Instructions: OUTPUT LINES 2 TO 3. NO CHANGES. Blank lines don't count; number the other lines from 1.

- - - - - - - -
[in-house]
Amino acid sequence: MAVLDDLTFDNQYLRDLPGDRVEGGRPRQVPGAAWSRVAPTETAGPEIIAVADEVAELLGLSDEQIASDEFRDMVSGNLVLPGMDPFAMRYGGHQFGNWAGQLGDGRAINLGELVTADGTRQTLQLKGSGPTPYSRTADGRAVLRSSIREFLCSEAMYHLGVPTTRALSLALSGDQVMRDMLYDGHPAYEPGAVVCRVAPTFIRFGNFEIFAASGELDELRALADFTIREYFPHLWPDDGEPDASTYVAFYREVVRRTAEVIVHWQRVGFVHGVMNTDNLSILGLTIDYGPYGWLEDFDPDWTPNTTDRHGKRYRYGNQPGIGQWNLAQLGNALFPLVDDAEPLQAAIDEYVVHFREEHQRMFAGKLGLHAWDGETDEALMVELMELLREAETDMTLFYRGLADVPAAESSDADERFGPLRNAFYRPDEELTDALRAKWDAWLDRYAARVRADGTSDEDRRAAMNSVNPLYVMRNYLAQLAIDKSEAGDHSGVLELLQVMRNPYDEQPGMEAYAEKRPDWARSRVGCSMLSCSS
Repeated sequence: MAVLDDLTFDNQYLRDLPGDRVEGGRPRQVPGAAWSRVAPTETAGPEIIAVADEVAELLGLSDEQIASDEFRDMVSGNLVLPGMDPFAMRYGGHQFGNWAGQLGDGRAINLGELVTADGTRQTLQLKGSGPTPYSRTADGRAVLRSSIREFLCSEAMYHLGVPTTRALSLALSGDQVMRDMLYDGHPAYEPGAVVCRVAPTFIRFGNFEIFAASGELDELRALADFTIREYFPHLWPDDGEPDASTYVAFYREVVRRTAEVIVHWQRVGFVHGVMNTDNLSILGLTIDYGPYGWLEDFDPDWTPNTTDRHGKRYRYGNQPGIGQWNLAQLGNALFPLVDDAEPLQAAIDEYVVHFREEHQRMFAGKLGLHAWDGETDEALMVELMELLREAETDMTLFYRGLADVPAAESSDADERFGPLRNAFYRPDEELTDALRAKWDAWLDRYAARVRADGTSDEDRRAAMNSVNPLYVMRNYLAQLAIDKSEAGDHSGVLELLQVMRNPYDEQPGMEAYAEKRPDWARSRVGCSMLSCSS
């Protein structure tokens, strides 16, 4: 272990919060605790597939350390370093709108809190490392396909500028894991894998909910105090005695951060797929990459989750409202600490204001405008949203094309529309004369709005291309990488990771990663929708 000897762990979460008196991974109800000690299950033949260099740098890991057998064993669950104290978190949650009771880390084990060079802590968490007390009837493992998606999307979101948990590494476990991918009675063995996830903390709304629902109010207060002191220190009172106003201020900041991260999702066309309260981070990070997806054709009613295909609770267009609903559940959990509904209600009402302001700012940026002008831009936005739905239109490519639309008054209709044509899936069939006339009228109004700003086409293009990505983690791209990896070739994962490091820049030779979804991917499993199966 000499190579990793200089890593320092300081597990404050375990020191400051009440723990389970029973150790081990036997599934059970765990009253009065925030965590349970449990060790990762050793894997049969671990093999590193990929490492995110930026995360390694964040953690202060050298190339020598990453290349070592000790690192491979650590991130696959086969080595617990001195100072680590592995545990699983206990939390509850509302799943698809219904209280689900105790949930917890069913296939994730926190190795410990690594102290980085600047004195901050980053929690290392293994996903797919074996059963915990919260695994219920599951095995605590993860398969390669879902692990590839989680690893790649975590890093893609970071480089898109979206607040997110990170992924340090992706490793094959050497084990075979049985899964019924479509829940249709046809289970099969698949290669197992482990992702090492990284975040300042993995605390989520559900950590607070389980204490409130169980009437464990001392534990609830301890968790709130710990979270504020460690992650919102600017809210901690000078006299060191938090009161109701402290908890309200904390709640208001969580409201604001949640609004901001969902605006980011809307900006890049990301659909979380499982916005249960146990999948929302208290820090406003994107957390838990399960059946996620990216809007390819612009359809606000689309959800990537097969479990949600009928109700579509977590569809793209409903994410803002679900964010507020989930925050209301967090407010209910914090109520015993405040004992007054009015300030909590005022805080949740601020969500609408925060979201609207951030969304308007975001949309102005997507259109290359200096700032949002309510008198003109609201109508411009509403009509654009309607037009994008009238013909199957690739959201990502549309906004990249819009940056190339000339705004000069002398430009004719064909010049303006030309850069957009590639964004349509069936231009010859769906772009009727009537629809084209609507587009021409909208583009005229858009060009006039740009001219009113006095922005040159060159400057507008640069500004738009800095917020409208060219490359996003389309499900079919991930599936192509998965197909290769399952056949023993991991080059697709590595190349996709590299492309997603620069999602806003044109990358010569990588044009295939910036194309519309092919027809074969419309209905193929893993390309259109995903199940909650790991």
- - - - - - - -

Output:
Amino acid sequence: MAVLDDLTFDNQYLRDLPGDRVEGGRPRQVPGAAWSRVAPTETAGPEIIAVADEVAELLGLSDEQIASDEFRDMVSGNLVLPGMDPFAMRYGGHQFGNWAGQLGDGRAINLGELVTADGTRQTLQLKGSGPTPYSRTADGRAVLRSSIREFLCSEAMYHLGVPTTRALSLALSGDQVMRDMLYDGHPAYEPGAVVCRVAPTFIRFGNFEIFAASGELDELRALADFTIREYFPHLWPDDGEPDASTYVAFYREVVRRTAEVIVHWQRVGFVHGVMNTDNLSILGLTIDYGPYGWLEDFDPDWTPNTTDRHGKRYRYGNQPGIGQWNLAQLGNALFPLVDDAEPLQAAIDEYVVHFREEHQRMFAGKLGLHAWDGETDEALMVELMELLREAETDMTLFYRGLADVPAAESSDADERFGPLRNAFYRPDEELTDALRAKWDAWLDRYAARVRADGTSDEDRRAAMNSVNPLYVMRNYLAQLAIDKSEAGDHSGVLELLQVMRNPYDEQPGMEAYAEKRPDWARSRVGCSMLSCSS
Repeated sequence: MAVLDDLTFDNQYLRDLPGDRVEGGRPRQVPGAAWSRVAPTETAGPEIIAVADEVAELLGLSDEQIASDEFRDMVSGNLVLPGMDPFAMRYGGHQFGNWAGQLGDGRAINLGELVTADGTRQTLQLKGSGPTPYSRTADGRAVLRSSIREFLCSEAMYHLGVPTTRALSLALSGDQVMRDMLYDGHPAYEPGAVVCRVAPTFIRFGNFEIFAASGELDELRALADFTIREYFPHLWPDDGEPDASTYVAFYREVVRRTAEVIVHWQRVGFVHGVMNTDNLSILGLTIDYGPYGWLEDFDPDWTPNTTDRHGKRYRYGNQPGIGQWNLAQLGNALFPLVDDAEPLQAAIDEYVVHFREEHQRMFAGKLGLHAWDGETDEALMVELMELLREAETDMTLFYRGLADVPAAESSDADERFGPLRNAFYRPDEELTDALRAKWDAWLDRYAARVRADGTSDEDRRAAMNSVNPLYVMRNYLAQLAIDKSEAGDHSGVLELLQVMRNPYDEQPGMEAYAEKRPDWARSRVGCSMLSCSS